• Alice says:

      Meant to also say, I don’t bother rolling them out or anything fiddly like that, I just scoop out of the bowl with a half cup and plop onto baking trap/paper all touching each other! They rise/cook perfectly 🙂

  • Regine says:

    I made these yesterday..exactly to the recipe…cooked them in a muffin tray. They taste lovely, have a slight nutty flavour and have a nice texture. Next time I would double the spice measurement to get a bit more authentic Easter bun flavour. They are all ready for Easter morning breakfast…toasted with butter on top. And a brilliant base recipe for other flavours too! Well done.

  • Lee-ann Cordingley says:

    Does anyone know if these freeze well? If I make a batch of 12-16 there is no way I’ll be able to limit myself to just eating 1….! 😀

    • What The Fat? says:

      Hi Lee-ann,
      I don’t know the specifics of freezing these buns, but most LCHF recipes will freeze and reheat better than their flour equivalents, because of the extra density of ingredients. (the high-fat lower-water mix dries less through freezing and reheating than the high-water mix in starchy breads will). Given that we just put some standard hot-cross buns in the freezer for our kids to have later, I would feel confident freezing these, but it would be great if someone could confirm this from experience (I would probably eat them anyway, whether they froze well or not!).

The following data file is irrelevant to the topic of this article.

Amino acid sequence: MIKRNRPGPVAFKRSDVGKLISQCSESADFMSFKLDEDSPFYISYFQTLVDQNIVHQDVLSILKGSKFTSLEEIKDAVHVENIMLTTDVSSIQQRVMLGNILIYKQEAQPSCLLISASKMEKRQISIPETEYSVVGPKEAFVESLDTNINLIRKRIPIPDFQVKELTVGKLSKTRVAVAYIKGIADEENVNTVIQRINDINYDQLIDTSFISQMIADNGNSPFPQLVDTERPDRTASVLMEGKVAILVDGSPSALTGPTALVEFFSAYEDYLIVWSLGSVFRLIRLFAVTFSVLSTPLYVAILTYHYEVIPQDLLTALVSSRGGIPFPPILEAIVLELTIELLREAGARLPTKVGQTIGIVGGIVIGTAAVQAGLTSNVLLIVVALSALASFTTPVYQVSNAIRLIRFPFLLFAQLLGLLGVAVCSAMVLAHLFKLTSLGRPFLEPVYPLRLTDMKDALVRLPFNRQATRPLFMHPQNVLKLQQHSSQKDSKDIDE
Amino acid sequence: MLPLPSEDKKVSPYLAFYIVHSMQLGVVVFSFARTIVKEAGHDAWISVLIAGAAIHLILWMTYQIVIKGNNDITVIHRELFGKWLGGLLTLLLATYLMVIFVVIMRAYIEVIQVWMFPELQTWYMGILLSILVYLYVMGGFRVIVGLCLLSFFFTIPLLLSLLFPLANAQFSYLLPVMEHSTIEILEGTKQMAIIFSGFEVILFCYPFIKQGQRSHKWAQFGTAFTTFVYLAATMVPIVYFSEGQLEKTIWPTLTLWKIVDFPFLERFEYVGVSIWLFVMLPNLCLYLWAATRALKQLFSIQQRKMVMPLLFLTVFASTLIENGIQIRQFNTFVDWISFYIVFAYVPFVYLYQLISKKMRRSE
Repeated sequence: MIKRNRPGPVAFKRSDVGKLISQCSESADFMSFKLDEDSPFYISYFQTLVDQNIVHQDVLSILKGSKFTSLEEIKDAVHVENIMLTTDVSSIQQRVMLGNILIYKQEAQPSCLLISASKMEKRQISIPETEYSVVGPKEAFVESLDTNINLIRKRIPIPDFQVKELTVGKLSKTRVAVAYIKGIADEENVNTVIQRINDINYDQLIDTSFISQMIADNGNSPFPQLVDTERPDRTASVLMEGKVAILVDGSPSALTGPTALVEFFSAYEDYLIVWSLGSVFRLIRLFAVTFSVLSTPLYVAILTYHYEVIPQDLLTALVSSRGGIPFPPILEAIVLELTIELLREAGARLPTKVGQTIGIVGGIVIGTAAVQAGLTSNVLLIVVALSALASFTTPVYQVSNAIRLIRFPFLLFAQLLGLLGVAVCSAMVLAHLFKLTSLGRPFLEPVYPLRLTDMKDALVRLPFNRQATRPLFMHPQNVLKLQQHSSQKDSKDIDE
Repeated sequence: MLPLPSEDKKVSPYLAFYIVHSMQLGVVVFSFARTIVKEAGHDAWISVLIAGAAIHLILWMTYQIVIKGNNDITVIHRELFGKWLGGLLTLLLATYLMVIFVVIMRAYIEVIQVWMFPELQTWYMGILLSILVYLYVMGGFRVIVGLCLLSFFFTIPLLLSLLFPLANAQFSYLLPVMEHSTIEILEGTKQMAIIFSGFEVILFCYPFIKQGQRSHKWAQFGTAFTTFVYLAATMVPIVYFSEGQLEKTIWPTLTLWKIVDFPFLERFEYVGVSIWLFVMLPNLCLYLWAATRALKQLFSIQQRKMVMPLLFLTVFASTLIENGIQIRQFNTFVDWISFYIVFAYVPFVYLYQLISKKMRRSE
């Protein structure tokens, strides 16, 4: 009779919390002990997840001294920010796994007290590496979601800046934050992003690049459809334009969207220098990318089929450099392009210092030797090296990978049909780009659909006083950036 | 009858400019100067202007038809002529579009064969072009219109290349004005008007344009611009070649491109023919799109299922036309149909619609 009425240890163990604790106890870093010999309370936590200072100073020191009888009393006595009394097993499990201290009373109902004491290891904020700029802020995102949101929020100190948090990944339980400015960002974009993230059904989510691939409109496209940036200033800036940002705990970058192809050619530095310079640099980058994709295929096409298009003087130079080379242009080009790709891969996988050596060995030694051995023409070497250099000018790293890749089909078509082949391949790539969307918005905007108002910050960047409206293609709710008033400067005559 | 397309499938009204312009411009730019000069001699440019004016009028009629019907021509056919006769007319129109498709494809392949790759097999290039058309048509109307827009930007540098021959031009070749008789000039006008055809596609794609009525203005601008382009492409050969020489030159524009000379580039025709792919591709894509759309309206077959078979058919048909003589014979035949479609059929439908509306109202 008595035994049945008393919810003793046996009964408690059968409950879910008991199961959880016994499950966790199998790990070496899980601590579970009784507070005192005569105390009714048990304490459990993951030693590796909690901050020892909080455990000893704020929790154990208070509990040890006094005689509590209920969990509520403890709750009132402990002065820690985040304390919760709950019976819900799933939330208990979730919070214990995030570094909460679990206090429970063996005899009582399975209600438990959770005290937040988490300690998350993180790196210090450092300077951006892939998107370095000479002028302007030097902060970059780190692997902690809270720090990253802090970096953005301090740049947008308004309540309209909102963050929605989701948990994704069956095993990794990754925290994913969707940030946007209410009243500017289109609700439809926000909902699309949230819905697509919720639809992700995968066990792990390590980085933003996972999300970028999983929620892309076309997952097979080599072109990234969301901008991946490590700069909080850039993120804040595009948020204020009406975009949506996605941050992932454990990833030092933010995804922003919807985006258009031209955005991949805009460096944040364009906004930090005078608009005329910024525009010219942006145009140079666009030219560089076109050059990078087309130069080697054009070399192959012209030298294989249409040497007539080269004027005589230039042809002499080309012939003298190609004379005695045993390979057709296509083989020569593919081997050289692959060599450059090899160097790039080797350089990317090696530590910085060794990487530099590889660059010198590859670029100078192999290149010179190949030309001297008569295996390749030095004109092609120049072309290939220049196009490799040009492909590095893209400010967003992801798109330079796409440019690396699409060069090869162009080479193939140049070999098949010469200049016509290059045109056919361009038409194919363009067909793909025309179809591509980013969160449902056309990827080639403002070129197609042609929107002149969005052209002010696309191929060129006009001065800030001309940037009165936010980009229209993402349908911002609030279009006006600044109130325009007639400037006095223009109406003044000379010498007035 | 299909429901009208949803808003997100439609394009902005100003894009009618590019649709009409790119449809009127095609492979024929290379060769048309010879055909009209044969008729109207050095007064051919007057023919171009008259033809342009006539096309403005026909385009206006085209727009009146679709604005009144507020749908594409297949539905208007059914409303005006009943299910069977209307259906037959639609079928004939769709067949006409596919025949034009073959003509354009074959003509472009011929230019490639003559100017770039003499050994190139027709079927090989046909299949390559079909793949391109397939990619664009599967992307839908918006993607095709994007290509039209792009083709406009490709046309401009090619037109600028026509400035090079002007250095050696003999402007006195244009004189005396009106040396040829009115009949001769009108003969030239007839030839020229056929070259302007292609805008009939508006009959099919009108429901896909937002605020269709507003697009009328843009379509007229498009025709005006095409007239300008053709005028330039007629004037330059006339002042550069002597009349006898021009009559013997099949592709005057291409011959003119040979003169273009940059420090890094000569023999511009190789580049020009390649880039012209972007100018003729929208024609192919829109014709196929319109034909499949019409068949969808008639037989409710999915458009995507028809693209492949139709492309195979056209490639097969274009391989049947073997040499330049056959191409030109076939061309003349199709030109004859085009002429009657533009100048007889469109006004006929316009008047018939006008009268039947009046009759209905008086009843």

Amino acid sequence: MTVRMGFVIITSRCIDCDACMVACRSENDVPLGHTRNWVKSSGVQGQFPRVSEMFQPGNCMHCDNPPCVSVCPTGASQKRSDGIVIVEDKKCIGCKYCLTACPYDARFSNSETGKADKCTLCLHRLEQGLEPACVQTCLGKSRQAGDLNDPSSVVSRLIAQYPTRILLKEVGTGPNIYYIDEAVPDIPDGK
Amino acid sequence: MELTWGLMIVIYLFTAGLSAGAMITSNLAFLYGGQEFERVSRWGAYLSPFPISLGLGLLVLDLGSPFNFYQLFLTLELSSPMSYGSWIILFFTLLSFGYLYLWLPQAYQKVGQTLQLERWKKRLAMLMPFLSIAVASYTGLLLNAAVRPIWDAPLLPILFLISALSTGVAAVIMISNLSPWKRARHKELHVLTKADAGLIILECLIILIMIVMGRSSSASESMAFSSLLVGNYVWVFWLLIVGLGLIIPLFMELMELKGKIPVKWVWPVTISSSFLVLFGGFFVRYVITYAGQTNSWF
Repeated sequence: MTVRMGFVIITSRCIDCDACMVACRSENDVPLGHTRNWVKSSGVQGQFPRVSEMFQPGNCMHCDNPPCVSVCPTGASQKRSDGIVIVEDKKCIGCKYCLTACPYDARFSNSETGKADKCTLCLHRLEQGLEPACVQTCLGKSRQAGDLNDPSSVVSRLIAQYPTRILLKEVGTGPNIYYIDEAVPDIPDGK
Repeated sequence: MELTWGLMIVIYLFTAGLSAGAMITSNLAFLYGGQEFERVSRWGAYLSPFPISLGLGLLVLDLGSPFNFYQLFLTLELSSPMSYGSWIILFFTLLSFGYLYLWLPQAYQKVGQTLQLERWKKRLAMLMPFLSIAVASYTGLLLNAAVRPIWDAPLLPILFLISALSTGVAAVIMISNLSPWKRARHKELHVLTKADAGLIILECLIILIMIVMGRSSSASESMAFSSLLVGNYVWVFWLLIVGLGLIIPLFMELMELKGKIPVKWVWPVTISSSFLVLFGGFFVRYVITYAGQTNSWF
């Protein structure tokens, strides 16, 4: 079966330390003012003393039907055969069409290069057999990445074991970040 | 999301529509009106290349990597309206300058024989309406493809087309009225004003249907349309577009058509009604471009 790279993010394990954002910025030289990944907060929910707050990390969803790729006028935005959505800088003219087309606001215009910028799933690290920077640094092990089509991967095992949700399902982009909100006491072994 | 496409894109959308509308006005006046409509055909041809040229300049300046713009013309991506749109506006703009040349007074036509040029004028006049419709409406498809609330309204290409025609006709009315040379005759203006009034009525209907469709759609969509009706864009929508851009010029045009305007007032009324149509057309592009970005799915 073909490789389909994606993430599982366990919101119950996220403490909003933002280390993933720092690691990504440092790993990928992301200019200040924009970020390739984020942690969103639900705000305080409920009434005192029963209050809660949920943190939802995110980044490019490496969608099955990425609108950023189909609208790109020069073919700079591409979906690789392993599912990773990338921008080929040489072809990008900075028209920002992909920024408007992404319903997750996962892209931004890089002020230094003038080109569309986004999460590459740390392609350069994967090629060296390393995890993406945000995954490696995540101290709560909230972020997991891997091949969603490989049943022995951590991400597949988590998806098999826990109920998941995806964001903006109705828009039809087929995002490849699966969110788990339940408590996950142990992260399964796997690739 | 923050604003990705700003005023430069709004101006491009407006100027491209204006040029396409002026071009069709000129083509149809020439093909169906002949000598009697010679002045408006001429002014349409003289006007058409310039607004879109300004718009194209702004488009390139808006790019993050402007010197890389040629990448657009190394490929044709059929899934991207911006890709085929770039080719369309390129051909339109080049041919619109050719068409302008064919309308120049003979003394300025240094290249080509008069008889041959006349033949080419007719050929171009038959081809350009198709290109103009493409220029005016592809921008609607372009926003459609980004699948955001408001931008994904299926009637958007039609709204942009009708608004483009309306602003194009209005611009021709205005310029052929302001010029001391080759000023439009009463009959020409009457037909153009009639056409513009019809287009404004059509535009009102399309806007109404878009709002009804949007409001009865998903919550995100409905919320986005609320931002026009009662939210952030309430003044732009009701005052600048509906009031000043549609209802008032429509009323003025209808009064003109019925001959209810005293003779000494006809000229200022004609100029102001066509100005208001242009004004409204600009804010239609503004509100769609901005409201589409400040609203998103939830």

• Catherine says:

    Have just baked a batch for the first time. Craig you have done yourself proud with this recipe among others. yum!

  • Brett says:

    Substitute the raisins and spices for a couple of cups of grated cheese. LCHF cheese scones!

  • Robin Wilson says:

    Have you tried making these with any oils (maybe coconut or olive) to replace the butter? I’ve many clients who are dairy free, which has made a huge difference to their lives. Guessing leaving out the cream won’t be an issue.

    • What The Fat? says:

      Hi Robin, yes you can – it would mean subbing out the butter and using more or less the same quantity in oil.

  • Marie Moore says:

    I am going to forward this receipe to my younger daughter who is coelic. She also loves to cook so is sure to try this.